We have recently published the Greater Manchester Poverty Monitor 2022. The Monitor reveals the scale and nature of poverty in Greater Manchester. By developing this resource we’re able to get a multi-dimensional picture of poverty in the city region across ten themes:
Child poverty, Debt, Education, Fuel, utilities and food, Health, Homelessness, Housing, Deprivation, the Labour market and Social security
This vital resource equips stakeholders with evidence to inform policy development and service design and delivery. We’ve already received positive feedback from users, and it is good to know that the Monitor is proving a useful tool for organisations in our network.
“The Poverty Monitor is very, very useful when we’re planning our strategies for most social impact, really helping local people and subsequently speaking to funders. I found the local statistics in the interactive maps that Chris pointed me to. They are incredibly helpful.” Director of a local VSCE organisation supporting low income families in the Leigh area of Wigan
“I have passed details of the Poverty Monitor to our policy team who will find this valuable in terms of our policy development and lobbying of the DfE and DWP.” National children’s charity
In the Monitor we strive to provide data at below local authority level as we know this is particularly useful when developing local responses to poverty. Whilst this isn’t always possible, local (i.e. at either ward, MSOA or LSOA level) fuel poverty, child poverty and life expectancy data are provided. We intend to add some further neighbourhood level data over the coming months, along with a small number of other updates and additions. Watch this space!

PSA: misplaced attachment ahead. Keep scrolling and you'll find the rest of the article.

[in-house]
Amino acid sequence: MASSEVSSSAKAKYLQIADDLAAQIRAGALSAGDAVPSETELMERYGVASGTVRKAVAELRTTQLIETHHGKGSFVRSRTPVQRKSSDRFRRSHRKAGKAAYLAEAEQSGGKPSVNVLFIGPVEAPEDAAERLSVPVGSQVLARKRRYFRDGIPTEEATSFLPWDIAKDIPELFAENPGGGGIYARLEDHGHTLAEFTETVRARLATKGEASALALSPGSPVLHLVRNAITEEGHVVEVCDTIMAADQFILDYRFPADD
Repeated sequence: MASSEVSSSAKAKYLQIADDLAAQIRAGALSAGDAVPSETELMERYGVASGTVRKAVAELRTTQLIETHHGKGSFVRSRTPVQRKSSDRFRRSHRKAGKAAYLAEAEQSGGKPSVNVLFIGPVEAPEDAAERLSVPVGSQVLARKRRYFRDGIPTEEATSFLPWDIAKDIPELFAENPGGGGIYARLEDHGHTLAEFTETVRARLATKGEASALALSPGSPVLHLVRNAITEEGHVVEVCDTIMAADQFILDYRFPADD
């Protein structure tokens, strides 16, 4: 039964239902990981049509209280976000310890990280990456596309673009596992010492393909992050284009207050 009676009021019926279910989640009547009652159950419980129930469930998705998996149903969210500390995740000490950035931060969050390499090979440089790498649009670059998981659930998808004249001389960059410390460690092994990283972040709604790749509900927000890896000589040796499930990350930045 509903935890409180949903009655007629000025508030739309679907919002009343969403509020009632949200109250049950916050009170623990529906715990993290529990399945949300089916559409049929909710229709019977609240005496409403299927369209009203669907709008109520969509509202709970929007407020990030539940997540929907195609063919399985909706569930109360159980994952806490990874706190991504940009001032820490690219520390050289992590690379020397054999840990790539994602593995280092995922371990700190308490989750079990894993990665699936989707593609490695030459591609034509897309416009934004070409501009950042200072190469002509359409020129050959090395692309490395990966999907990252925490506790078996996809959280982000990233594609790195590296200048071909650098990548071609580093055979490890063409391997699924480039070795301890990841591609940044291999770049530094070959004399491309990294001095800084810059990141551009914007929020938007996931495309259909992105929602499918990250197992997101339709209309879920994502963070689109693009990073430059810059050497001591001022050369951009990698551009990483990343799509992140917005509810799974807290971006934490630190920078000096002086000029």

Beyond that, we don’t currently have the resources to keep the Monitor updated on a rolling basis. We know from the feedback we have received in the last week and from comments on the previous iteration of the Monitor that this is a well-used and valued resource.
To support us to secure funding for future updates, and to understand how we can develop and improve the Monitor please complete this short survey.
Thank you for everyone who helped us raise awareness of the Monitor. Please keep doing so by sharing it with colleagues and stakeholders.
Government response to the cost of living crisis
Last Thursday the Government announced help for households to deal with soaring energy (and other) costs. All households will receive £400, with extra support for households in receipt of means tested benefits (£650), pensioners (£300) and people receiving disability benefits (£150).
The Household Support Fund (funding from central government to local councils to support residents who are struggling financially) has also been extended. Next year, benefits will be uprated in line with inflation.
Whilst welcome, it is now time to move on from piecemeal and ad hoc responses to poverty. It is time to fix the benefits system so that it effectively supports people year in, year out to avoid financial hardship and enables them to cope when living costs are soaring.